Treene (river)

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Treene
Treene bei wohlde.gif
The Treene near Wohlde
Origin Angeln
Mouth Eider
54°22′6″N 9°5′9″E / 54.36833°N 9.08583°E / 54.36833; 9.08583Coordinates: 54°22′6″N 9°5′9″E / 54.36833°N 9.08583°E / 54.36833; 9.08583
Basin countries Germany
Length 73 km

The Treene (Danish: Trenen) is a river, 73 km (45 mi) long, in the north of Schleswig-Holstein. It is a right-bank tributary of the Eider River. It starts in northern Angeln, southeast of Flensburg, and flows mainly south-south-west before joining the Eider near Friedrichstadt.

The Treene begins at the Tresssee lake near Großsolt in the district of Schleswig-Flensburg and flows for about 73 km, passing the town of Friedrichstadt (in Nordfriesland district) to a point 25 km above the Eider Barrage where it discharges into the Eider as its most important tributary. The Bondenau, which is the most important inlet to the Tressee, is the main headstream of the Treene, and rises 15 km east of the Tressee near Sörup on the Angeln peninsula, bounded by the Flensburger Förde and the Schlei. So the Treene is an unusual case of a river that rises on a peninsula in the Baltic Sea, but then flows into the North Sea. Between the Treßsee and Tüdal, there is a nature reserve covering an area of 20 square kilometres (7.7 sq mi) called Ober Treenelandschaft that runs along the river.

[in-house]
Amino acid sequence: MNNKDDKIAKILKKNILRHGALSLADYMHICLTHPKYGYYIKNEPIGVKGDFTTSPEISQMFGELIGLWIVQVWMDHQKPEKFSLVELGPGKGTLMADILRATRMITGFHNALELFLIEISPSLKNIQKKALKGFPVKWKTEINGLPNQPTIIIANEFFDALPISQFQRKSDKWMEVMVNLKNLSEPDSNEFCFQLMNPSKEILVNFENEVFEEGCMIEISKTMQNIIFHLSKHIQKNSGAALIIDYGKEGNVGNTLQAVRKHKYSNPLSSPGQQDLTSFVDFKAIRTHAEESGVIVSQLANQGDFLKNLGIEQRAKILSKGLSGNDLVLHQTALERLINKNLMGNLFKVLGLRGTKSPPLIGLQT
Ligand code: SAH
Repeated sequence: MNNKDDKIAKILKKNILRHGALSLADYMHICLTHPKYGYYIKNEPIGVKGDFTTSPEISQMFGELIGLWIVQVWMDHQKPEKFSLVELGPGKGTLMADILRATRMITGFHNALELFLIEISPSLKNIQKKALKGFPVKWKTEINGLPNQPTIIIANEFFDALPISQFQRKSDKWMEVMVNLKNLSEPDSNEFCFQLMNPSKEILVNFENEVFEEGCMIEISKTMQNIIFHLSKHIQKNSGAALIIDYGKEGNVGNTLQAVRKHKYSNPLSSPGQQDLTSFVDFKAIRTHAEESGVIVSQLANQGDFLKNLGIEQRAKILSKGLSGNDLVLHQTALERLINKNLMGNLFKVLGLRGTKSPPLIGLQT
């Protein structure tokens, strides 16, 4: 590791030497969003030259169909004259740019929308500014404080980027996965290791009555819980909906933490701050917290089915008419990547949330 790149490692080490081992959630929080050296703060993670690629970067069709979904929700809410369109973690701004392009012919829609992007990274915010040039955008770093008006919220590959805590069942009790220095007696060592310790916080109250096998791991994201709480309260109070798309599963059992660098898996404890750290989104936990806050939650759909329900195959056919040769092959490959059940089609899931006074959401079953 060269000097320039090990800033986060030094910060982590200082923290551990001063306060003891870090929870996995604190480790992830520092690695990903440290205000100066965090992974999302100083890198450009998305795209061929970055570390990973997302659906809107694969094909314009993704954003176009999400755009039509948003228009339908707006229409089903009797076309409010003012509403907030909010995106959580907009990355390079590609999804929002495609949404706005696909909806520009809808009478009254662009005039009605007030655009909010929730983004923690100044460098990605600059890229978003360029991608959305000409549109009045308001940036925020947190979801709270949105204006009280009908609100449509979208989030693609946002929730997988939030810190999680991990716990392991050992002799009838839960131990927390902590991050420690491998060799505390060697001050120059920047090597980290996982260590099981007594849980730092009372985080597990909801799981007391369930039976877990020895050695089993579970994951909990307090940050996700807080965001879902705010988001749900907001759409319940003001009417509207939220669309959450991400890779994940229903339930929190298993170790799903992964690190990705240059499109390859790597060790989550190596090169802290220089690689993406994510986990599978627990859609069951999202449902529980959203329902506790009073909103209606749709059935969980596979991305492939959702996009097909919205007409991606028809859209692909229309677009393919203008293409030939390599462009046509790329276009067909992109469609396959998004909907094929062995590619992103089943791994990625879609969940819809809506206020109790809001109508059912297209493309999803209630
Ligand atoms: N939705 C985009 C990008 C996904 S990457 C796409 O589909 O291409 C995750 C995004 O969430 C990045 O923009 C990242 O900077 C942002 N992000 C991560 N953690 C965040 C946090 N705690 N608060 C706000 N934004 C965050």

The middle section between Oeversee and Langstedt and Treia developed to the popular paddle district; further river downward the Eider Treene concern valley forms an ecologically valuable retreat area for migratory birds ("stork village" Bergenhusen). In Schwabstedt a river public swimming pool exists; off there the Treene can be driven on muendungswaerts also with sport boats.

In early historical time the strip of dry country between Treene (Niederung) and Schlei had the function of an isthmus. Here the Danewerk secured the south border of Denmark, which at that time was more than 20 km further south running to the Eider. And the route Eider - Treene - Rheider Au (tributary of the Treene) - Schlei served as a shipping route between the North Sea and Baltic Sea (see also Haithabu). Whether thereby boats were pulled between the Schleibucht Selker Noor and the Rheider Au 16 km on primitive rollers over the 20 m high land ridges (usual opinion), or whether the Kograben, 1 to 2 km south of and parallel to the Danewerk, served as the ship canal, is not yet finally clarified.

See also[edit]

Sources[edit]

  • Gerd Quedenbaum: Vorflut. Der Eiderverband, ein Beitrag zur Geschichte des Deich- und Entwässerungswesens in der mittleren Eiderregion. Eider-Verlag, Düsseldorf 2000
  • Gerd Quedenbaum: Sorge und Treene. Eider-Verlag, Düsseldorf 1984